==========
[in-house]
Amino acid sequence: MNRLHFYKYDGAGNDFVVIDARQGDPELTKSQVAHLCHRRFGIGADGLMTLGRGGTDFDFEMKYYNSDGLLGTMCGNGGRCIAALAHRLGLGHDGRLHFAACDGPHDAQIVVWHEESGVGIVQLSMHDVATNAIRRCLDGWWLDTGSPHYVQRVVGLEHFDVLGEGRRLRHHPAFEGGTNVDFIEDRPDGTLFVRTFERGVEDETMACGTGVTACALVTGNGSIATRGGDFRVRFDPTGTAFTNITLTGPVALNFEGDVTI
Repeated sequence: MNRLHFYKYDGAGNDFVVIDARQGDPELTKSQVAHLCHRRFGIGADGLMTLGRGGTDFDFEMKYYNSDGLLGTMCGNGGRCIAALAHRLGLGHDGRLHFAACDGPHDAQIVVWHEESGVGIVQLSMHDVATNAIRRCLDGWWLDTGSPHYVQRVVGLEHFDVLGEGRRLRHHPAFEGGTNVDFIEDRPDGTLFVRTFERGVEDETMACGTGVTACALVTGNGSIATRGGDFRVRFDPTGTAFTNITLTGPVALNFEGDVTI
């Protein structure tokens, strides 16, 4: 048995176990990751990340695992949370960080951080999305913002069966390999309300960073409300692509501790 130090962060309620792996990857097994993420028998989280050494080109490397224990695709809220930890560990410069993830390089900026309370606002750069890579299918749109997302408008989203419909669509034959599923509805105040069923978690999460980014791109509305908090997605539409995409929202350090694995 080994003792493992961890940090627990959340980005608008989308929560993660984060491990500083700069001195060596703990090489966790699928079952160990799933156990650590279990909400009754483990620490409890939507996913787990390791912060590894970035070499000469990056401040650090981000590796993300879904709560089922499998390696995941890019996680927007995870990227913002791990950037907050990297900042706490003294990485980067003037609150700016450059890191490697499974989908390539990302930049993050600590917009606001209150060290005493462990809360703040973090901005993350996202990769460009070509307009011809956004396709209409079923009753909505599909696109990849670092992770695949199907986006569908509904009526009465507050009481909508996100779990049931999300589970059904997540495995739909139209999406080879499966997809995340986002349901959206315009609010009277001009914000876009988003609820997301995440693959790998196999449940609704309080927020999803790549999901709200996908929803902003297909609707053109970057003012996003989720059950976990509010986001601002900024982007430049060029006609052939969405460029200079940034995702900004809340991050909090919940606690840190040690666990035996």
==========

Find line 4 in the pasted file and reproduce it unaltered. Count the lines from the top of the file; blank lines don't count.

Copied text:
């Protein structure tokens, strides 16, 4: 048995176990990751990340695992949370960080951080999305913002069966390999309300960073409300692509501790 130090962060309620792996990857097994993420028998989280050494080109490397224990695709809220930890560990410069993830390089900026309370606002750069890579299918749109997302408008989203419909669509034959599923509805105040069923978690999460980014791109509305908090997605539409995409929202350090694995 080994003792493992961890940090627990959340980005608008989308929560993660984060491990500083700069001195060596703990090489966790699928079952160990799933156990650590279990909400009754483990620490409890939507996913787990390791912060590894970035070499000469990056401040650090981000590796993300879904709560089922499998390696995941890019996680927007995870990227913002791990950037907050990297900042706490003294990485980067003037609150700016450059890191490697499974989908390539990302930049993050600590917009606001209150060290005493462990809360703040973090901005993350996202990769460009070509307009011809956004396709209409079923009753909505599909696109990849670092992770695949199907986006569908509904009526009465507050009481909508996100779990049931999300589970059904997540495995739909139209999406080879499966997809995340986002349901959206315009609010009277001009914000876009988003609820997301995440693959790998196999449940609704309080927020999803790549999901709200996908929803902003297909609707053109970057003012996003989720059950976990509010986001601002900024982007430049060029006609052939969405460029200079940034995702900004809340991050909090919940606690840190040690666990035996």